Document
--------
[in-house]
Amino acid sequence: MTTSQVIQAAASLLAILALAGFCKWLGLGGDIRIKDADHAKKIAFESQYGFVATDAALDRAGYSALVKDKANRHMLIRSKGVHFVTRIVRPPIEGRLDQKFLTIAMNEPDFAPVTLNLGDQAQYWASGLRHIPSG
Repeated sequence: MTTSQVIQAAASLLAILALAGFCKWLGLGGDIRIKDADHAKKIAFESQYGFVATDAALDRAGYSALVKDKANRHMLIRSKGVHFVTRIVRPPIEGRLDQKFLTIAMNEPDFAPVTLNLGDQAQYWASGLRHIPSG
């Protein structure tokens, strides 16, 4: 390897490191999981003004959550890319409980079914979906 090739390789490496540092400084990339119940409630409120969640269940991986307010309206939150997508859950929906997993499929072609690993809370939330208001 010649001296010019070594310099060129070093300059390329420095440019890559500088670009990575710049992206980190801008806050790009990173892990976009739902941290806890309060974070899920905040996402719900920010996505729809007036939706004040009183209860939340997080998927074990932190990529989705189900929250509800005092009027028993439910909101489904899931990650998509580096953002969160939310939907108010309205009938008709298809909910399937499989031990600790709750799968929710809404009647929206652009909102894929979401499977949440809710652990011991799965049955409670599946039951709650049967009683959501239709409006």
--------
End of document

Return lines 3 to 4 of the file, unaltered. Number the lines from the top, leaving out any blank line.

Repeated sequence: MTTSQVIQAAASLLAILALAGFCKWLGLGGDIRIKDADHAKKIAFESQYGFVATDAALDRAGYSALVKDKANRHMLIRSKGVHFVTRIVRPPIEGRLDQKFLTIAMNEPDFAPVTLNLGDQAQYWASGLRHIPSG
């Protein structure tokens, strides 16, 4: 390897490191999981003004959550890319409980079914979906 090739390789490496540092400084990339119940409630409120969640269940991986307010309206939150997508859950929906997993499929072609690993809370939330208001 010649001296010019070594310099060129070093300059390329420095440019890559500088670009990575710049992206980190801008806050790009990173892990976009739902941290806890309060974070899920905040996402719900920010996505729809007036939706004040009183209860939340997080998927074990932190990529989705189900929250509800005092009027028993439910909101489904899931990650998509580096953002969160939310939907108010309205009938008709298809909910399937499989031990600790709750799968929710809404009647929206652009909102894929979401499977949440809710652990011991799965049955409670599946039951709650049967009683959501239709409006």